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  • St. Peter's Basilica: Its roots began with the first Christian emperor, Constantine, in A.D. 324. By 1400, the Roman basilica was in danger of collapsing, prompting the Renaissance popes to commission plans for the largest, most impressive, most jaw-dropping cathedral the world had ever seen. Amid the rich decor of gilt, marble, and mosaics are countless artworks, including Michelangelo's Pietà. Other sights here are a small museum of Vatican treasures and the eerie underground grottoes containing the tombs of former popes, including the most recently interred, John Paul II. An elevator ride (or a rigorous climb) up the tower to Michelangelo's glorious dome provides panoramic views of Rome.
  • Pantheon: Architects have called the Pantheon "the world's only architecturally perfect building." The best preserved ancient Roman structure was built by Hadrian in A.D. 119–128 as an ancient temple (later a church). The immense dome, still intact, would remain as the largest ever built for centuries to come.
  • Basilica di Santa Maria Maggiore: One of Rome's oldest and most striking cathedrals, this church dates from the 5th century. In the 14th century, the city's tallest bell tower was added. Later in the 18th century a new facade was added. Legend has it that it was gilded with the first gold to arrive from the New World.
  • Basilica di San Giovanni in Laterano: The oldest Christian church within the city walls, this landmark was for years the seat of the papacy and the heart of Christianity, a role played by St. Peter's today, of course. The Emperor Constantine donated the land to the newly sanctioned sect of Christians in A.D. 314. In 1646 Borromini rescued the church from decay, creating a baroque basilica but with elements of the ancient structure kept intact.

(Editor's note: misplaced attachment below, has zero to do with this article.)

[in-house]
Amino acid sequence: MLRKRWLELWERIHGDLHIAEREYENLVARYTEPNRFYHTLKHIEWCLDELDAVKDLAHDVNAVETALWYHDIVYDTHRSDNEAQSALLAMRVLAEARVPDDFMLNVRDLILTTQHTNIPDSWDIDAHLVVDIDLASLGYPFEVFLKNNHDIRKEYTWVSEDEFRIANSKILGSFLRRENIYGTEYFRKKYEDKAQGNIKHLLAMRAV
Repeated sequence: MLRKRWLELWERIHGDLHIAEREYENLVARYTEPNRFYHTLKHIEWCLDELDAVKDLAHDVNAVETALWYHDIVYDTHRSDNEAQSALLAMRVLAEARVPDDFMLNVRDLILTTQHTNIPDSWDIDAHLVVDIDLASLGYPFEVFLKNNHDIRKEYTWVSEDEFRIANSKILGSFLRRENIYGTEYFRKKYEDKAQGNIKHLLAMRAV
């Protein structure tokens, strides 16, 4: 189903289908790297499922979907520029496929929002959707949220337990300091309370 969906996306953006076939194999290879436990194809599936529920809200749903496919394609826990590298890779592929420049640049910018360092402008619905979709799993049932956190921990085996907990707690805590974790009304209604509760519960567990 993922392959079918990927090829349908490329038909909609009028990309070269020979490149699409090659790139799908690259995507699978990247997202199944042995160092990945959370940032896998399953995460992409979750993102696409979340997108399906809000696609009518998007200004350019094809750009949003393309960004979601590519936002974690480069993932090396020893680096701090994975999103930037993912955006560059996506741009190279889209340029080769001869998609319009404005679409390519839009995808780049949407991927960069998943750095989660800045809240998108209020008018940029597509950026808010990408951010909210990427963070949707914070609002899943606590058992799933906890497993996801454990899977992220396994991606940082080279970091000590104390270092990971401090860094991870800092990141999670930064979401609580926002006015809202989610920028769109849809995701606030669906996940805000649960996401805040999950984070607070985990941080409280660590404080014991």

• Santa Maria d'Aracoeli: Visits here are tied in with trips to the adjoining Piazza del Campidoglio. First mentioned in the 7th century, the church today dates mainly from A.D. 1250 when it came under the Franciscans. The Tiburtine Sibyl was said to have told the Emperor Augustus to build an "altar to the first among gods," and he dutifully constructed this aracoeli (Altar in the Sky). The first chapel on the right was frescoed by Pinturicchio, the Umbrian Renaissance master.
  • St. Paul Outside the Walls: One of Rome's four grand pilgrimage basilicas, San Paolo Fuori le Mura was destroyed by fire in 1823 but reconstructed. The church is believed to have been erected over the tomb of St. Paul. The stunning windows appear to be stained glass but are actually made of translucent alabaster.
  • Santa Maria Sopra Minerva: Built over a former Temple of Minerva, Santa Maria is Rome's only Gothic church, dating from 1280. Before entering, look for the whimsical statue by Bernini of a baby elephant on the square out front. The last chapel in the church is filled with many treasures, notably a delicious cycle of frescoes by Filippino Lippi (last chapel on the right).

Note: This information was accurate when it was published, but can change without notice. Please be sure to confirm all rates and details directly with the companies in question before planning your trip.